In summary, a lthough residential proximity to traffic did not appear to be associated with higher risks of term LBW or preterm-LBW birth in the later time period included in this analysis (1997-2000), residential proximity to trucks on freeways did appear to be associated with greater risks of these outcomes, especially preterm-LBW, during 1997-2000. This suggests more heavily polluting vehicles within the overall cleaner motor vehicle fleet, such as trucks, may now be more important for these outcomes. Our finding of positive associations between background CO concentrations and term LBW, preterm-LBW birth, and preterm birth in 1997-2000 suggests that overall air pollution still may be harmful. We believe that a more refined exposure assessment approach is needed at this point to derive further conclusions on the associations we have seen in our studies.
The goal of our Year 6 project is to evaluate whether maternal in-vehicle air pollutant exposures during commutes either in passenger cases, buses, or other means of public transportation affected the risk of LBW and preterm birth in infants born to women living in Los Angeles County between 2003-2004 during Year 6 of the project. We will use data from a nested case-control study in which we surveyed a sample of 2,500 women in Los Angeles County (1,250 women who gave birth to a low weight or preterm infant and 1,250 women whose infants were born at term weighing more than 2,500 g). This study will provide important information on time-activity patterns of pregnant women in a demographically diverse urban population and on the potential health risks of extended commuting and high in-vehicle air pollutant exposures to pregnant women.
Journal Articles:No journal articles submitted with this report: View all 2 publications for this subproject
Supplemental Keywords:particulate matter, PM, quinones, polycyclic aromatic hydrocarbons, PAHs, aldehydes, ketones, metals, allergic airway disease, human exposure studies, asthma, cardiovascular effects, aerosol sampling, atmospheric aerosol, environmental monitoring, environmental statistics, California, CA, acute exposure, aerosols, air pollution, air quality, air toxics, airway disease, allergen, allergic response, ambient aerosol, assessment of exposure, asthma triggers, atmospheric chemistry, bioaerosols, biological response, childhood respiratory disease, children, dosimetry, environmental hazard exposures, environmental health hazard, environmental triggers, environmentally caused disease, epidemiology, exposure assessment, health effects, home, household, human exposure, human health effects, indoor air quality, inhaled particles, lead, outdoor air, particle concentrator, particle transport, particulate exposure, particulates, sensitive populations, toxicology, toxics,, RFA, Scientific Discipline, Air, Geographic Area, HUMAN HEALTH, particulate matter, Environmental Chemistry, Health Risk Assessment, Air Pollutants, State, mobile sources, Health Effects, Environmental Monitoring, engine exhaust, ambient aerosol, asthma, motor vehicle emissions, epidemiology, human health effects, quinones, automotive emissions, particulate emissions, automobiles, automotive exhaust, air pollution, children, PAH, human exposure, PM characteristics, California (CA), allergens, indoor air quality, aerosols, atmospheric chemistry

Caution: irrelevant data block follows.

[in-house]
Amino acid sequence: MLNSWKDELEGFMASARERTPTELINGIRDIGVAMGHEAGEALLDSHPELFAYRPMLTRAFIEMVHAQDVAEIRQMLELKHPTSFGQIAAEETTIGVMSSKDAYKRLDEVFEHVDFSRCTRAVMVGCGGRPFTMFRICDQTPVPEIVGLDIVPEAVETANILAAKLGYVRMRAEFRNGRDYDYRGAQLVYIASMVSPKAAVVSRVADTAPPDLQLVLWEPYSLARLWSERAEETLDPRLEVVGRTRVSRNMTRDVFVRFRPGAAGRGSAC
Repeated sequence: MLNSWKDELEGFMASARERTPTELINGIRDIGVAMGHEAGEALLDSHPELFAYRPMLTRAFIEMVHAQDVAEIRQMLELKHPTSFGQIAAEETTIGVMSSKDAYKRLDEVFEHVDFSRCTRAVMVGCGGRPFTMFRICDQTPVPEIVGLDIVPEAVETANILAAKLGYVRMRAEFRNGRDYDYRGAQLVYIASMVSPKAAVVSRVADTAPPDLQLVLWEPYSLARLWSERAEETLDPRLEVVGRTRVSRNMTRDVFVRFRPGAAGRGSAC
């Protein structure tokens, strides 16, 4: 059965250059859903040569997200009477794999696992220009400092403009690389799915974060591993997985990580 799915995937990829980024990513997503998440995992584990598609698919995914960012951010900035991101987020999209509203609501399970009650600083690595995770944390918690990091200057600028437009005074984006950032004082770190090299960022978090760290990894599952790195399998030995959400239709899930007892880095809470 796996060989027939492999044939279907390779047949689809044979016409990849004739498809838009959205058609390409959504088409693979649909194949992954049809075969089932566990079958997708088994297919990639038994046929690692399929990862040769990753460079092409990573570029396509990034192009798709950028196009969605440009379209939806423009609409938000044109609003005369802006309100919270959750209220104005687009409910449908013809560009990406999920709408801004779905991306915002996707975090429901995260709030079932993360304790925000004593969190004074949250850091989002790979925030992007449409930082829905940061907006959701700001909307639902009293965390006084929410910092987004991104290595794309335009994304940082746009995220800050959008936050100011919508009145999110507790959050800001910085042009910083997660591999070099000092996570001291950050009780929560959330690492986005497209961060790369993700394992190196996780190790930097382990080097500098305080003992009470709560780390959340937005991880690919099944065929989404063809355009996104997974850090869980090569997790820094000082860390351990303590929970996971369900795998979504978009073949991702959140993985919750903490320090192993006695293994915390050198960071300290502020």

Progress and Final Reports:Original Abstract
Main Center Abstract and Reports:R827352 Southern California Particle Center and Supersite
Subprojects under this Center: (EPA does not fund or establish subprojects; EPA awards and manages the overall grant for this center).
R827352C001 The Chemical Toxicology of Particulate Matter
R827352C002 Pro-inflammatory and the Pro-oxidative Effects of Diesel Exhaust Particulate in Vivo and in Vitro
R827352C003 Measurement of the “Effective” Surface Area of Ultrafine and Accumulation Mode PM (Pilot Project)
R827352C004 Effect of Exposure to Freeways with Heavy Diesel Traffic and Gasoline Traffic on Asthma Mouse Model
R827352C005 Effects of Exposure to Fine and Ultrafine Concentrated Ambient Particles near a Heavily Trafficked Freeway in Geriatric Rats (Pilot Project)
R827352C006 Relationship Between Ultrafine Particle Size Distribution and Distance From Highways
R827352C007 Exposure to Vehicular Pollutants and Respiratory Health
R827352C008 Traffic Density and Human Reproductive Health
R827352C009 The Role of Quinones, Aldehydes, Polycyclic Aromatic Hydrocarbons, and other Atmospheric Transformation Products on Chronic Health Effects in Children
R827352C010 Novel Method for Measurement of Acrolein in Aerosols
R827352C011 Off-Line Sampling of Exhaled Nitric Oxide in Respiratory Health Surveys
R827352C012 Controlled Human Exposure Studies with Concentrated PM
R827352C013 Particle Size Distributions of Polycyclic Aromatic Hydrocarbons in the LAB
R827352C014 Physical and Chemical Characteristics of PM in the LAB (Source Receptor Study)
R827352C015 Exposure Assessment and Airshed Modeling Applications in Support of SCPC and CHS Projects
R827352C016 Particle Dosimetry
R827352C017 Conduct Research and Monitoring That Contributes to a Better Understanding of the Measurement, Sources, Size Distribution, Chemical Composition, Physical State, Spatial and Temporal Variability, and Health Effects of Suspended PM in the Los Angeles Basin (LAB)